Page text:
A Holistic Approach To Divorce

By Yvonne Homeyer, J.D.


Lawyers as problem-solvers, peace-makers, and conflict-resolution specialists? Have you ever thought of a lawyer in this way?

Actually, many lawyers, especially those practicing family law, are transforming their legal practices by working with clients in a holistic model, rather than an adversarial model in which clients are pitted against each other in a contested court “battle” designed to have a winner and a loser. A holistic approach to divorce looks at the family and helps the divorcing couple resolve their issues on all levels – legally, financially, and emotionally. In a holistic divorce, support is offered to the couple which allows them to resolve conflict rather than papering over it. Holistic lawyers see their clients as whole people and not just a bundle of legal issues.

Family law attorneys who practice holistically understand that divorce is not just a legal matter but also involves conflict resolution and family restructuring. Holistic lawyers often work in teams with other divorce professionals such as coaches, child specialists, and financial experts to make sure that all issues can be addressed.

Couples working with holistic lawyers usually do their work out of court. It is only after all the legal agreements have been signed that the lawyers file a non-contested dissolution of marriage proceeding. Yes, all divorces end up in court, but how they get there can be vastly different. When couples have everything agreed to before they file, the judge is being asked to approve their agreements and add them to the Judgment of Dissolution of Marriage. This is different from a traditional contested divorce where the judge will hear evidence at a trial and make decisions for the couple.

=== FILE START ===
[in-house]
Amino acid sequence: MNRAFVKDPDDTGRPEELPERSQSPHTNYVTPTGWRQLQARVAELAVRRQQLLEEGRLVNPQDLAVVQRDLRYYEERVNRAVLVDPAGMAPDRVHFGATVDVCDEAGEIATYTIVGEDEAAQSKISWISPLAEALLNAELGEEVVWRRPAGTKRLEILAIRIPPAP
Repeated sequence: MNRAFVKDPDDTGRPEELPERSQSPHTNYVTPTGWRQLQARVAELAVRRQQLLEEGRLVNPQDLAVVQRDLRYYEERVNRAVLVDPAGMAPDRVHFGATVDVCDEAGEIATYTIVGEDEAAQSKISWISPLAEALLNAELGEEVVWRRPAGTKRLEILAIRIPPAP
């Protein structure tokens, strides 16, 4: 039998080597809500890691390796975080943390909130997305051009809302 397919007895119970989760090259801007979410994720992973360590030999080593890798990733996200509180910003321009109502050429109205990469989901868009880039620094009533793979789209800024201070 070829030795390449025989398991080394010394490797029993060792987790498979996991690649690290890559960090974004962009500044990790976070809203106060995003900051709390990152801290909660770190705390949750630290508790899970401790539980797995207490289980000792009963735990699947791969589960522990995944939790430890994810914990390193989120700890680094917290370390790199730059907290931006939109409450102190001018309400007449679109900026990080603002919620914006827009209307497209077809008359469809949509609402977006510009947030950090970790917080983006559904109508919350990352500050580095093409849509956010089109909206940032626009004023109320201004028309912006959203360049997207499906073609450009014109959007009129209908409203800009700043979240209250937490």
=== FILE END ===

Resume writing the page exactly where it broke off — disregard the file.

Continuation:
Collaborative Law and Mediation are two models that offer divorcing couples an opportunity to resolve their legal matters in a non-adversarial way. In a collaborative divorce, each spouse is represented by a collaboratively-trained attorney and both attorneys work together to help their clients resolve their issues. In mediation, the couple meet with a neutral mediator to discuss their issues. In mediation, each spouse may have a lawyer but usually the lawyers do not come to the mediation sessions.

There are non-adversarial, out-of-court options available for resolving conflict and there are peace-making lawyers who work with clients in a holistic setting. While these models are often discussed in the context of divorce, they can be used to resolve a wide variety of conflict apart from family law matters.

Yvonne Homeyer is a family law attorney in Richmond Heights who works with clients to resolve their disputes holistically through collaborative law and mediation.

For more information, visit her web site at www.stlouisfamilylaw.com or call her at 314.863.3321.